Ryan Braun is quietly having a great season. In 43 games played, he is batting .325 with eight homers and 31 RBI.
But, those aren't the numbers that impress me. Through Braun's first 300 games as a big leaguer, he has earned a reputation of a free swinger. In each of his first two seasons, he had over 110 strikeouts without drawing more than 42 walks in a season.
This year, he does have a high number of strikeouts (31), but has already accumulated 25 walks. It might just be me, but until this year, I always thought he had the potential to become a superstar in this league.
It all depended on when he developed some plate patience.
There are often comparisons between Braun and Albert Pujols, most of which are made by Bill Schroeder, and I always thought this was an unfair comparison.
Sure, the power numbers are similar, but Pujols's batting average is 20-plus points higher than Braun's, not too mention he has 30 or 40 more RBI every year.
Here are the actual stats for both players through 264 games. Ryan Braun- .301 batting average, 71 Home runs, 203 RBI, 71 BB, and 241 SO. Albert Pujols- .313 BA, 60 HR, 206 RBI, 123 BB, and only 138 SO.
By the look of these numbers, you actually could make the argument that Braun may have actually had better numbers. But, we must take into account that Pujol's numbers would have been much better if he didn't walk nearly twice as many times as Braun. Also, Braun came into the league at age 23. Pujols was 21 when he started his professional career.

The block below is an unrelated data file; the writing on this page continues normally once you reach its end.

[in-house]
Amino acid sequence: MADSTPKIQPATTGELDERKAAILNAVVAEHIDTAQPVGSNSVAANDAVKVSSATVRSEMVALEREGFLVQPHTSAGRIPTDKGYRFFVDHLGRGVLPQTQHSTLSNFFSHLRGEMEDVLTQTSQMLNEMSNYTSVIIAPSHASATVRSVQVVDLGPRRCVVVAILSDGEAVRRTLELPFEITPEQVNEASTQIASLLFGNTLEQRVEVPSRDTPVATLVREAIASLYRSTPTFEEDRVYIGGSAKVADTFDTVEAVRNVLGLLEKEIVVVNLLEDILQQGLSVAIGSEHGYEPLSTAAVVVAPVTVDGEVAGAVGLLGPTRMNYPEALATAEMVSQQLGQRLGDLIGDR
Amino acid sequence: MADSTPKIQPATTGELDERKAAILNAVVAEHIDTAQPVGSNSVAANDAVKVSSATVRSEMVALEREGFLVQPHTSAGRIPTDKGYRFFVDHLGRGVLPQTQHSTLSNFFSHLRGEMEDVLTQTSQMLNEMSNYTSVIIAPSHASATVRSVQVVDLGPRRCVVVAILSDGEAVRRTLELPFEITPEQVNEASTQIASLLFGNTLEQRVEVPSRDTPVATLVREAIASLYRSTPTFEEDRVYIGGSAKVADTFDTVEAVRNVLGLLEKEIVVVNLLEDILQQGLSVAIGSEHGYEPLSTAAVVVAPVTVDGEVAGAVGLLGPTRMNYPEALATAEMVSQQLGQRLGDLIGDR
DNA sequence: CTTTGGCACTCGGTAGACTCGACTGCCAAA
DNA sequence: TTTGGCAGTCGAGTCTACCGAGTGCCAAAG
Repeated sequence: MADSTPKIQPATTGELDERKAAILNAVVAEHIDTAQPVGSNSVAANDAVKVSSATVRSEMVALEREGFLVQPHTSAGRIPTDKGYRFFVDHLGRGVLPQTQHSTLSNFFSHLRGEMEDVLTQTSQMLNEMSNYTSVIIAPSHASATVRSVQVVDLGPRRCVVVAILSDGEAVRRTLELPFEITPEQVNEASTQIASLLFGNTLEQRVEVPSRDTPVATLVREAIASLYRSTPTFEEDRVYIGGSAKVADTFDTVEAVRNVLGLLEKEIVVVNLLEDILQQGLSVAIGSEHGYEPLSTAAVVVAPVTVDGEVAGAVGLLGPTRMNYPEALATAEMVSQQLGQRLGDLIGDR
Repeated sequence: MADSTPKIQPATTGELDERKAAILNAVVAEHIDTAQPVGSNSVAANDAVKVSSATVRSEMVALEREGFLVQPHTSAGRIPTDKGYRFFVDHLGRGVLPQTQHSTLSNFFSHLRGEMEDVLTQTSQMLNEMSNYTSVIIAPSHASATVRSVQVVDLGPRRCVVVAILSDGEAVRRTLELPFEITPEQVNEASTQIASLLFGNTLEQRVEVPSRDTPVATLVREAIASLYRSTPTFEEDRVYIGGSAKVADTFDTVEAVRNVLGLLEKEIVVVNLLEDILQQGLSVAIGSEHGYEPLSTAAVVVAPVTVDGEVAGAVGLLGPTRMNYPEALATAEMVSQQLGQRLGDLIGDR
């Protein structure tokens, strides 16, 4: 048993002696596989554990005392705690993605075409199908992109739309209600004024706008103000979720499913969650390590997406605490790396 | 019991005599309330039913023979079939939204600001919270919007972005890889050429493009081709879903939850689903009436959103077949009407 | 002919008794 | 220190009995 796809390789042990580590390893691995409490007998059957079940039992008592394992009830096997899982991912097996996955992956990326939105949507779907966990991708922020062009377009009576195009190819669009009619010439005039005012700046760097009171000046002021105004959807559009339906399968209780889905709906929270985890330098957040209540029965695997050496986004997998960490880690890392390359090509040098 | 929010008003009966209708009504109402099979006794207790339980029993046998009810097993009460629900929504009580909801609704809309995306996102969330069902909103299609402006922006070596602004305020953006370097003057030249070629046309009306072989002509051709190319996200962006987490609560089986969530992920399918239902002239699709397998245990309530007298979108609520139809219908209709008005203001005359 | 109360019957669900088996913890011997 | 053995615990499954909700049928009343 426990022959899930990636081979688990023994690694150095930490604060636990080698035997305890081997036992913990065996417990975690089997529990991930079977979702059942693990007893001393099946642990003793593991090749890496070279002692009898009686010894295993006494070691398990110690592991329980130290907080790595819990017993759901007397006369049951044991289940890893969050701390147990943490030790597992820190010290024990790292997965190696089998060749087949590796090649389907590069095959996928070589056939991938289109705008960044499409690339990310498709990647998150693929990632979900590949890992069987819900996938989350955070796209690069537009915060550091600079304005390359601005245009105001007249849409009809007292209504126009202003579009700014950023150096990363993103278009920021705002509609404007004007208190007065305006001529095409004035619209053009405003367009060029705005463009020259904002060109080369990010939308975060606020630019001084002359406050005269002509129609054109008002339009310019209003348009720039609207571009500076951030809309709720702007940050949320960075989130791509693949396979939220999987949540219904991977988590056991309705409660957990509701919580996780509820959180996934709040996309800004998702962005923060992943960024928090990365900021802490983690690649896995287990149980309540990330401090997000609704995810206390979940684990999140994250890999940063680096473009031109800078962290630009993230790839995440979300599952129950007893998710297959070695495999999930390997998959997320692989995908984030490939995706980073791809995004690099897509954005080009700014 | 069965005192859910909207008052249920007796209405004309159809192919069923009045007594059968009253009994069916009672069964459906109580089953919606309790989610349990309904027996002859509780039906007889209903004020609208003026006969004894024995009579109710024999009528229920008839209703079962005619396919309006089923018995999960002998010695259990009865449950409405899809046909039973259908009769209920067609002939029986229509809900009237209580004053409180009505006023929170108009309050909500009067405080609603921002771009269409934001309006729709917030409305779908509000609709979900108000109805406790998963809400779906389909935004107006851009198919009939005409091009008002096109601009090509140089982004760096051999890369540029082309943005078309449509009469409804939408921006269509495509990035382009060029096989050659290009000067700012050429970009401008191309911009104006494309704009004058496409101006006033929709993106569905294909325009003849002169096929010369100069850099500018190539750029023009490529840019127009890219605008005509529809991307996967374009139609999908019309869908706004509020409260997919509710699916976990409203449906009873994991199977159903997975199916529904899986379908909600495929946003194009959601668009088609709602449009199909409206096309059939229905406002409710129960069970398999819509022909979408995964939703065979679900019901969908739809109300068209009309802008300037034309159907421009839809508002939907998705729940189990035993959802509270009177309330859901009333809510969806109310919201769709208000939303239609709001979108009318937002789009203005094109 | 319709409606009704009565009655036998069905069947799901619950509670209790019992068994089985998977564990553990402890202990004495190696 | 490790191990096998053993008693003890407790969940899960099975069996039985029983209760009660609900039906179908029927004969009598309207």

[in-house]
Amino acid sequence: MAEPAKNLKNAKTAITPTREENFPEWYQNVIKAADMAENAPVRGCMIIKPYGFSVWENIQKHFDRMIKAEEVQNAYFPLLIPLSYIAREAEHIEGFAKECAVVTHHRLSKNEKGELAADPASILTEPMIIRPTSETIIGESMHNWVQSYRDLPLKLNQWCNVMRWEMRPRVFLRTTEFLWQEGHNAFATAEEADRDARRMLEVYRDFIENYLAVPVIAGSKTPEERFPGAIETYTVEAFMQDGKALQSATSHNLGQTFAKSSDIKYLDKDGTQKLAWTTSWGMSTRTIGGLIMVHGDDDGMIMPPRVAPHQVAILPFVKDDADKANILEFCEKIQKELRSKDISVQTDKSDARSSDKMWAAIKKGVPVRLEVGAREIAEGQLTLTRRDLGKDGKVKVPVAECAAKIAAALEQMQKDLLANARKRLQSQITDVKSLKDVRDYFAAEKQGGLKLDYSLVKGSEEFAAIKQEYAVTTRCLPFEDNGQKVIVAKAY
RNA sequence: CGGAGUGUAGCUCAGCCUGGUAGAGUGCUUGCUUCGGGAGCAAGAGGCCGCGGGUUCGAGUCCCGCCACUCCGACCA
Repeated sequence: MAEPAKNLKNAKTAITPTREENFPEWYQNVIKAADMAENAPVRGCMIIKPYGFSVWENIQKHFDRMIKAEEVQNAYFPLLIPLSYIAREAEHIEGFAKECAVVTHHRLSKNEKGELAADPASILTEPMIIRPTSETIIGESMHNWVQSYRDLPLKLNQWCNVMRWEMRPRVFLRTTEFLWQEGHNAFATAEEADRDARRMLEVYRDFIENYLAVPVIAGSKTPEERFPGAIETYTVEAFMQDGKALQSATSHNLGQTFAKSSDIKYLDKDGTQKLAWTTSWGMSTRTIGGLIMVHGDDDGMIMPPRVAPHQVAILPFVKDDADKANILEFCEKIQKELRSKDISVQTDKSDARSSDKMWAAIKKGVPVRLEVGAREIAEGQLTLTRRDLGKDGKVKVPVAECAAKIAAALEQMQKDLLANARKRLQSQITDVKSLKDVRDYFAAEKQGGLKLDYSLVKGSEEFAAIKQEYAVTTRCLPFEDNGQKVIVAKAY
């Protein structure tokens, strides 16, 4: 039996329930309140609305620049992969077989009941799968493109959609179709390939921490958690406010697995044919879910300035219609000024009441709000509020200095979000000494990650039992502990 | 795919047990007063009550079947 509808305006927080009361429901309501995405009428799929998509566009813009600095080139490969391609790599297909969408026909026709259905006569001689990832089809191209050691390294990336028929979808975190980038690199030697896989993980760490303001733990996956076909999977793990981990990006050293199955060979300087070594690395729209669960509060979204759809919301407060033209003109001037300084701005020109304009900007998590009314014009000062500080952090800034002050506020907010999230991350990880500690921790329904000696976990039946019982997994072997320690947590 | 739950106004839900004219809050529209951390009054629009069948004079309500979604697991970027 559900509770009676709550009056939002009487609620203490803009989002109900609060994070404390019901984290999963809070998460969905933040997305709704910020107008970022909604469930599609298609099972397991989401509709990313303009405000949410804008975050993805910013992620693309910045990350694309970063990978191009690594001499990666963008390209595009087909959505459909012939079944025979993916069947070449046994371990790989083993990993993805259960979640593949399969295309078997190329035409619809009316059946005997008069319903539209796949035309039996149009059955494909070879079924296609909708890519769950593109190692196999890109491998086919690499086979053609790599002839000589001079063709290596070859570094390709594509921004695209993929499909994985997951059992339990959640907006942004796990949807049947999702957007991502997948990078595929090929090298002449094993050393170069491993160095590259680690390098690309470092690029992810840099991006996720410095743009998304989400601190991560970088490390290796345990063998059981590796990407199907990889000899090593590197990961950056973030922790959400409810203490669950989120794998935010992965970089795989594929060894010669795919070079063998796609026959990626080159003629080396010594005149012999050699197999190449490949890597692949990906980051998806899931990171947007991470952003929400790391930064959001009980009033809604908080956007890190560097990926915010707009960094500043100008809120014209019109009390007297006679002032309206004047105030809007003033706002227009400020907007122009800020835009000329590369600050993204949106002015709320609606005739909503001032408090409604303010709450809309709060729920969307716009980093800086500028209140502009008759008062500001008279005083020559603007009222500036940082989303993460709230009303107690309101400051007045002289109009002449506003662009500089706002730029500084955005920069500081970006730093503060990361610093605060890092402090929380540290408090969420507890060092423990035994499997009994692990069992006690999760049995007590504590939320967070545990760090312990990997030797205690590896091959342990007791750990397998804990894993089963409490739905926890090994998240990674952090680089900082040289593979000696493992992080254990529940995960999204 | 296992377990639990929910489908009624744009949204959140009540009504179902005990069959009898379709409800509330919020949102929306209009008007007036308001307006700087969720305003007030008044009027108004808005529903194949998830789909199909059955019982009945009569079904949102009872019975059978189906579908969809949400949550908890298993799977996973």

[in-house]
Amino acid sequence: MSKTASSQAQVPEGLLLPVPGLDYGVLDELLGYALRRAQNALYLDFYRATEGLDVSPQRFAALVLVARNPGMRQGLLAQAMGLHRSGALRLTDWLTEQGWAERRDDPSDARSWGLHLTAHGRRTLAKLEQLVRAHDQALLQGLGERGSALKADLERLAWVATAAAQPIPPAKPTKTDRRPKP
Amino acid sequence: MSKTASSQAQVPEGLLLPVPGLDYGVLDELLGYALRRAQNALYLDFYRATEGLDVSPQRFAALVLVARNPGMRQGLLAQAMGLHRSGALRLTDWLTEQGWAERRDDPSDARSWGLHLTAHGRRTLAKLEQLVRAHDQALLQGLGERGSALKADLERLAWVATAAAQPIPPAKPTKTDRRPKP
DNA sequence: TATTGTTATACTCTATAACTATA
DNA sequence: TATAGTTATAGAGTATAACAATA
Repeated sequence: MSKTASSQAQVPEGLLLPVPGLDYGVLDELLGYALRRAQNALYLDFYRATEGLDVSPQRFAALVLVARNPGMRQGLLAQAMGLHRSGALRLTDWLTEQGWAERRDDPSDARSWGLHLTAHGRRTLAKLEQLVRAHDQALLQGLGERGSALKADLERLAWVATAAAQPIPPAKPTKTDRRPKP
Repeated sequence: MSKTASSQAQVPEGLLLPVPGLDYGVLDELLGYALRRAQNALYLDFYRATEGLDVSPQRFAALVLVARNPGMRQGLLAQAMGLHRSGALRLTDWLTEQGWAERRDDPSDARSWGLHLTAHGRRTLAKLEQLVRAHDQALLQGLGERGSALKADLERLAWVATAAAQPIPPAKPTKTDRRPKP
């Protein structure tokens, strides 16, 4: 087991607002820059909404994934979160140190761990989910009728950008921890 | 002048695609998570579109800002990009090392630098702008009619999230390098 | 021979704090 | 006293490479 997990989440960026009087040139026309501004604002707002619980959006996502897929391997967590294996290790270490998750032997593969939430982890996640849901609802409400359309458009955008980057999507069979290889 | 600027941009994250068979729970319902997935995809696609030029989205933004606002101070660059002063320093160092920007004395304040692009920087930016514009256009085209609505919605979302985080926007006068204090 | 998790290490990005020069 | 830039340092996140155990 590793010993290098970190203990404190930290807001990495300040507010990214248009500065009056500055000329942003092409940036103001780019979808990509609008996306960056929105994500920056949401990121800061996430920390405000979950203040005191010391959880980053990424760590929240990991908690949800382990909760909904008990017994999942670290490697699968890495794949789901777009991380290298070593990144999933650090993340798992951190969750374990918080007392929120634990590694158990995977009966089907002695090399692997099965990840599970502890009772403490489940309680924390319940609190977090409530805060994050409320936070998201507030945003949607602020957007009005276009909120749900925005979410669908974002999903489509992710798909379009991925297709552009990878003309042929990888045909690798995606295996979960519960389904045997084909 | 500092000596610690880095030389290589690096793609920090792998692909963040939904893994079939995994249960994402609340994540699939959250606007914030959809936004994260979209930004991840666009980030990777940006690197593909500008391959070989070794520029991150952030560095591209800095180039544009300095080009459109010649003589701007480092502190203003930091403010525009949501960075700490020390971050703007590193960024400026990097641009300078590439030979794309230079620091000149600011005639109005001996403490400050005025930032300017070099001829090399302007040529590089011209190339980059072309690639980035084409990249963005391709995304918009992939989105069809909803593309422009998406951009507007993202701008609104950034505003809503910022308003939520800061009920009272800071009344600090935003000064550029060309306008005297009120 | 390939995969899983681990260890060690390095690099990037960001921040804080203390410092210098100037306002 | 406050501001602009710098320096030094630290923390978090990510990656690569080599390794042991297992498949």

However, it seems Braun is starting to earn the right to be compared to the great Pujols, though we cannot really expect Braun's RBI total to compete because of the way the Brewers' lineup is set.
This is an exciting time to be a Brewers fan. If Braun keeps working on his plate coverage, he might not only become a Hall-of-Famer, but quite possibly be recognized as one of the greatest players of our generation.
I know, I know, this seems like a stretch, but in an age full of steroids and "birth control" pills, it is nice to see a young player rely on pure talent (and plate discipline) to become one of the MLB's greats.